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Why Schools Are Warning Parents About a Netflix Series

Apr 27, 2017  •  Post A Comment

The Netflix drama series “13 Reasons Why” has prompted school districts across the country to send warning letters to parents to ensure that they understand what their children are watching.

The show, which is nearing renewal for a second season, tells the fictional story of a high school girl who commits suicide, leaving behind audio recording for 13 people she says had something to do with her decision to kill herself. Co-produced by Selena Gomez, the Netflix series is based on Jay Asher’s 2007 young adult novel of the same name.

ABC News quotes part of a letter sent this week to parents of public school students in Montclair, N.J., which says: “While the show is fictional, the series is extremely graphic, including several rape scenes, and raises significant concerns about the emotional safety of those watching it.”

The letter was written by Andrew Evangelista, Montclair Public Schools District’s mental health and harassment, intimidation and bullying (HIB) coordinator, who said that after watching the series, “It just didn’t seem right. There were a lot of questions I had, about how the girl was portrayed and the lack of mental health resources that were available to her.”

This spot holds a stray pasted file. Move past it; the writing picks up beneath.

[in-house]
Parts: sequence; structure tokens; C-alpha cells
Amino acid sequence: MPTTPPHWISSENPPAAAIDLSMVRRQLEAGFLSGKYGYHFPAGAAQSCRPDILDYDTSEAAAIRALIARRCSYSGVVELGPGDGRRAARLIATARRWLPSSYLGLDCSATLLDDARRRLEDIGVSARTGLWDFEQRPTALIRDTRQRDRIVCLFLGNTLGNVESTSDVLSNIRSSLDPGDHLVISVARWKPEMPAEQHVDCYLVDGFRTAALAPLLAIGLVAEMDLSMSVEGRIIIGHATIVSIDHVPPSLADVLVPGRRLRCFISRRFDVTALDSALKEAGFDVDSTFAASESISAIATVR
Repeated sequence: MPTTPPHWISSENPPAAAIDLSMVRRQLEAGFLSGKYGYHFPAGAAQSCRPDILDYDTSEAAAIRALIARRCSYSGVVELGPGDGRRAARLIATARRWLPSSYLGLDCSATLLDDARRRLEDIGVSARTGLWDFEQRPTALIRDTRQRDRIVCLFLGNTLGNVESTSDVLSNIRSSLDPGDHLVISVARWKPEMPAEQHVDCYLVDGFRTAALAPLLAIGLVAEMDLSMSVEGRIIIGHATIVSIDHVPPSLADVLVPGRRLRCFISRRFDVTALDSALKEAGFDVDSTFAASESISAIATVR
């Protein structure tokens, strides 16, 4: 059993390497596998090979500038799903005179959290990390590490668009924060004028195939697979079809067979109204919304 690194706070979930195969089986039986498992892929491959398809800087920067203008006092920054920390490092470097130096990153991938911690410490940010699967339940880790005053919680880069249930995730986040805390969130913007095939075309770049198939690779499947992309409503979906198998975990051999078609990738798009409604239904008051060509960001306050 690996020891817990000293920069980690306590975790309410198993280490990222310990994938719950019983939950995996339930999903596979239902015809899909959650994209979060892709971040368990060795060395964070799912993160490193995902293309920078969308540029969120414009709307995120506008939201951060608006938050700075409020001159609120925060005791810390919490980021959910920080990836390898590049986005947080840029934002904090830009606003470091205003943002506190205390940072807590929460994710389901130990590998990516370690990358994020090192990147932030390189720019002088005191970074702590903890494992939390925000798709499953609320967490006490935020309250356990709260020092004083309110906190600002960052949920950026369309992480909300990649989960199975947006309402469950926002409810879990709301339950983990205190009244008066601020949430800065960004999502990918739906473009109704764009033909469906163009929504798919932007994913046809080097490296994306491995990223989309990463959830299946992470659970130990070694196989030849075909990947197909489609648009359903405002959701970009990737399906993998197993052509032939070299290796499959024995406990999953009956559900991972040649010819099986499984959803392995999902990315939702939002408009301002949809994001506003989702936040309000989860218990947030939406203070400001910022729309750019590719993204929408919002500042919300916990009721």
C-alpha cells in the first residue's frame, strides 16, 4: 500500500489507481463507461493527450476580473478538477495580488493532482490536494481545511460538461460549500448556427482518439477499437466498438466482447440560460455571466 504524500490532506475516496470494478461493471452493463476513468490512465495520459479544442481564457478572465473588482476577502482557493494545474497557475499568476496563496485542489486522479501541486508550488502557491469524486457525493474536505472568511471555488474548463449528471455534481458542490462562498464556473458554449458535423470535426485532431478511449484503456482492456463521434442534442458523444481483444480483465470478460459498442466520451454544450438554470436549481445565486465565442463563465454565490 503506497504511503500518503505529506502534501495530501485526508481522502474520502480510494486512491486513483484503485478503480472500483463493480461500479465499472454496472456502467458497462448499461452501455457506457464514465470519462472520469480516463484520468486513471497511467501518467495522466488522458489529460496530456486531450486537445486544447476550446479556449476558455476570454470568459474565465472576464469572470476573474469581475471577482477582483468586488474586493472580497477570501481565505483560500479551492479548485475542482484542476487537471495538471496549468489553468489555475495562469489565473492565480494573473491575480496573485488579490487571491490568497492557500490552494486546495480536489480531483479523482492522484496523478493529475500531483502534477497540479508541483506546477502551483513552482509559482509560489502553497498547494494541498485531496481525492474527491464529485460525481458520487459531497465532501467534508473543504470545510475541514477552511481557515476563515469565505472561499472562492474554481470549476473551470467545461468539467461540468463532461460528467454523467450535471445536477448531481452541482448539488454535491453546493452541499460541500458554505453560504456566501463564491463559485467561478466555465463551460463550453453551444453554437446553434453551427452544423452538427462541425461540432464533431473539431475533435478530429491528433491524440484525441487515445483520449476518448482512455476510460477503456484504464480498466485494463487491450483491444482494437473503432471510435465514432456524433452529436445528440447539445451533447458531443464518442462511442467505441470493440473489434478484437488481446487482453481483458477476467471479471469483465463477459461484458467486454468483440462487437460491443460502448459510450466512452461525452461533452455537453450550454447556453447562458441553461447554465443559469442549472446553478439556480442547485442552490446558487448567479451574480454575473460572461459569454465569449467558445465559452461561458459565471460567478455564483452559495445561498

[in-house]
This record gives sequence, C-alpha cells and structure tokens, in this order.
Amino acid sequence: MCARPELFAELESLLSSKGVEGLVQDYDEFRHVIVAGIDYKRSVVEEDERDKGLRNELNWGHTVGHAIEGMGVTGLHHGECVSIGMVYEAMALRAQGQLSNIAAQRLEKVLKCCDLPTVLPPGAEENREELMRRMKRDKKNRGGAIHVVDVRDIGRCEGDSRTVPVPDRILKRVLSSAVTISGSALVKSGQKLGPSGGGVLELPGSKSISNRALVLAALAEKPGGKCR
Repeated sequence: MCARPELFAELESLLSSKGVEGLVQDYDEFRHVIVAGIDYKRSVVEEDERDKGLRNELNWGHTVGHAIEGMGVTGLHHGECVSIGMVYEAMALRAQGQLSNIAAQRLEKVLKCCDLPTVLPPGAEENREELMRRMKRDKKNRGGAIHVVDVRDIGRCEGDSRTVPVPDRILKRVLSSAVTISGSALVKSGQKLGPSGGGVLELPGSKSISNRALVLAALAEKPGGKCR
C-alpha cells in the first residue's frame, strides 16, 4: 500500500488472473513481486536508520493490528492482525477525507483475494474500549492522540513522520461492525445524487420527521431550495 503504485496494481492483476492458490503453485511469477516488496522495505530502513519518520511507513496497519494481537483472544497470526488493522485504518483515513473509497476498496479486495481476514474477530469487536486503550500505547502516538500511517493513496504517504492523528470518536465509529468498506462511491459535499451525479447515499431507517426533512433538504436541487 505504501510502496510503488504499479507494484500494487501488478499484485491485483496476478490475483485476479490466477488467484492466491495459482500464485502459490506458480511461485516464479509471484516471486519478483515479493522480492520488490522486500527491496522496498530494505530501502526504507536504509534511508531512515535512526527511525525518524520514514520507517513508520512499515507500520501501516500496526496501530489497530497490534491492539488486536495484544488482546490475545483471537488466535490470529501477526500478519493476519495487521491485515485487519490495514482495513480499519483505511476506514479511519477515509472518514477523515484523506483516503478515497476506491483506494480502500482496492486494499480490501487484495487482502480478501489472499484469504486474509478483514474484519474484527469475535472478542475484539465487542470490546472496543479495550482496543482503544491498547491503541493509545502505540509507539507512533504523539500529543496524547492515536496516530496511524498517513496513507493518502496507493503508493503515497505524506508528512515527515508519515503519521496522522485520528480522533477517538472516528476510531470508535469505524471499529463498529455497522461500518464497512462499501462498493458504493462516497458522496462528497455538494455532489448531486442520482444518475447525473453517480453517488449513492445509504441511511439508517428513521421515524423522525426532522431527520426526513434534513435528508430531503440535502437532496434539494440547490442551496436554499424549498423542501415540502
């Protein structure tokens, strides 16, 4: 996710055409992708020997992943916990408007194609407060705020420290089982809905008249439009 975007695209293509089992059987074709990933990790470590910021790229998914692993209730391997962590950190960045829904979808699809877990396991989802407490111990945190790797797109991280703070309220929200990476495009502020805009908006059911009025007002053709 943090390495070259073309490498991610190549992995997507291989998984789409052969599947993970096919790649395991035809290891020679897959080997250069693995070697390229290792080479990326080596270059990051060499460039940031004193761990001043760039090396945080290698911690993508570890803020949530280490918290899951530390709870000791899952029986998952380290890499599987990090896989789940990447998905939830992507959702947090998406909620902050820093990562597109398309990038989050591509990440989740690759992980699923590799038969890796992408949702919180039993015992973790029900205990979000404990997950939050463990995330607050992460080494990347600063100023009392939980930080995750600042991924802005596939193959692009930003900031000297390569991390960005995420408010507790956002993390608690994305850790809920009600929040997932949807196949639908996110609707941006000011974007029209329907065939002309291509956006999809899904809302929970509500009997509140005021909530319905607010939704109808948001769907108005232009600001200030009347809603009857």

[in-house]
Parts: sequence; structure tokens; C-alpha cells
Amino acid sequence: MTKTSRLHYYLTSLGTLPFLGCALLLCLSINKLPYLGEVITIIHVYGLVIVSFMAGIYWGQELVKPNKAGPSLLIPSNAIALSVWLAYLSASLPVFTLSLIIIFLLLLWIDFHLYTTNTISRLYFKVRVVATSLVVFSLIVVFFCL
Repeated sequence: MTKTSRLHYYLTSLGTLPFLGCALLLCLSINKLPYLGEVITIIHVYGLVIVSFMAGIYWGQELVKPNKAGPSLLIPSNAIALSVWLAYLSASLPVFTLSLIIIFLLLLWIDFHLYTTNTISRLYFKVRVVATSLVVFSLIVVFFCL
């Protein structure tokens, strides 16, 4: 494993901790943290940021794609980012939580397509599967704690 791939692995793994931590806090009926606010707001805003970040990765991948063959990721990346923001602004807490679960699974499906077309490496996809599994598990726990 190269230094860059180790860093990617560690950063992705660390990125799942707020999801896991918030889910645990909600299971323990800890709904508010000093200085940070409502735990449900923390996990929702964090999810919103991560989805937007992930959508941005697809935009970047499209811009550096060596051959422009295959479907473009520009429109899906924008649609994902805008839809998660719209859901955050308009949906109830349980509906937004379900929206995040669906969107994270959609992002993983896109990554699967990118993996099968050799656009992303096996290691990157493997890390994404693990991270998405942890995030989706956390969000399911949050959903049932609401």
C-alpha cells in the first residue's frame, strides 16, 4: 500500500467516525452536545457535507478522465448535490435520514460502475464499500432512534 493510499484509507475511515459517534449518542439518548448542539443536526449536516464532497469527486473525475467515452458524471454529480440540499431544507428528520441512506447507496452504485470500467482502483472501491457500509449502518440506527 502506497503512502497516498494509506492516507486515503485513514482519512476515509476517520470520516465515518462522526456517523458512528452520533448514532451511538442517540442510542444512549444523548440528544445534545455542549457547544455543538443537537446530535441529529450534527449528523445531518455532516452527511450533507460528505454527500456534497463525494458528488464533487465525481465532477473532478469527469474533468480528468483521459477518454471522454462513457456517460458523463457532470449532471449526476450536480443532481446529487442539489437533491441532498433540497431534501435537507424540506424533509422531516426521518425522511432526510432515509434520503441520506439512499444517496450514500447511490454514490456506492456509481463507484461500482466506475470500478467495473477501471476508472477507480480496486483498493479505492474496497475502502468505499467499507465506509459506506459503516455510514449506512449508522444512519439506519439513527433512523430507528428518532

People magazine notes that schools are concerned that the series might glamorize teen suicide.

“Throughout the series, there are instances of sexual assault, rape, underage drinking, driving under the influence, body shaming and, ultimately, a graphic scene depicting Hannah’s suicide,” People reports, adding: “In a public statement, the National Association of School Psychologists issued a warning against viewing the series to parents of ‘vulnerable youth.’”

People quotes the statement from NASP saying of the series: “Its powerful storytelling may lead impressionable viewers to romanticize the choices made by the characters and/or develop revenge fantasies. They may easily identify with the experiences portrayed and recognize both the intentional and unintentional effects on the central character.”

The statement adds that “research shows that exposure to another person’s suicide, or to graphic or sensationalized accounts of death, can be one of the many risk factors that youth struggling with mental health conditions cite as a reason they contemplate or attempt suicide.”

One Comment

  1. This show is absolutely disgusting. No redeeming value whatsoever. If they are trying to get a message to kids, they are way off the mark. Bad form, Netflix. Bad form.

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